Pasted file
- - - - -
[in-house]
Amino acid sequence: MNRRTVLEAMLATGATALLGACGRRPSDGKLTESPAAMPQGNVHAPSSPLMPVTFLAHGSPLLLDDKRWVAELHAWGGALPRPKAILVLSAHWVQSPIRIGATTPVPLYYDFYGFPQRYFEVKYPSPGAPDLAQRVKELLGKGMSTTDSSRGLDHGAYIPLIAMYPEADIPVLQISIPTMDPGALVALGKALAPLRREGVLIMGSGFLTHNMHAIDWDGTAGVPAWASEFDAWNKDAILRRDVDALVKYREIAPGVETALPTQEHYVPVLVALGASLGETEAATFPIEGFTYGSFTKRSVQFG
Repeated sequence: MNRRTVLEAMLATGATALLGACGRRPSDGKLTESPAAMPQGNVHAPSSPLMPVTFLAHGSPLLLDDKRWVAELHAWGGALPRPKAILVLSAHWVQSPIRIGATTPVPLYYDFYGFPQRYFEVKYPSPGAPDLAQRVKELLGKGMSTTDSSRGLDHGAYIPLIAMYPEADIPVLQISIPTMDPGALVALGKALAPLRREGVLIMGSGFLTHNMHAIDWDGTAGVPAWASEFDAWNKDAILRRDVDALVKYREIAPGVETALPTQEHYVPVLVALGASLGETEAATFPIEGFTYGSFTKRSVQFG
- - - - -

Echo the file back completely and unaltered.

[in-house]
Amino acid sequence: MNRRTVLEAMLATGATALLGACGRRPSDGKLTESPAAMPQGNVHAPSSPLMPVTFLAHGSPLLLDDKRWVAELHAWGGALPRPKAILVLSAHWVQSPIRIGATTPVPLYYDFYGFPQRYFEVKYPSPGAPDLAQRVKELLGKGMSTTDSSRGLDHGAYIPLIAMYPEADIPVLQISIPTMDPGALVALGKALAPLRREGVLIMGSGFLTHNMHAIDWDGTAGVPAWASEFDAWNKDAILRRDVDALVKYREIAPGVETALPTQEHYVPVLVALGASLGETEAATFPIEGFTYGSFTKRSVQFG
Repeated sequence: MNRRTVLEAMLATGATALLGACGRRPSDGKLTESPAAMPQGNVHAPSSPLMPVTFLAHGSPLLLDDKRWVAELHAWGGALPRPKAILVLSAHWVQSPIRIGATTPVPLYYDFYGFPQRYFEVKYPSPGAPDLAQRVKELLGKGMSTTDSSRGLDHGAYIPLIAMYPEADIPVLQISIPTMDPGALVALGKALAPLRREGVLIMGSGFLTHNMHAIDWDGTAGVPAWASEFDAWNKDAILRRDVDALVKYREIAPGVETALPTQEHYVPVLVALGASLGETEAATFPIEGFTYGSFTKRSVQFG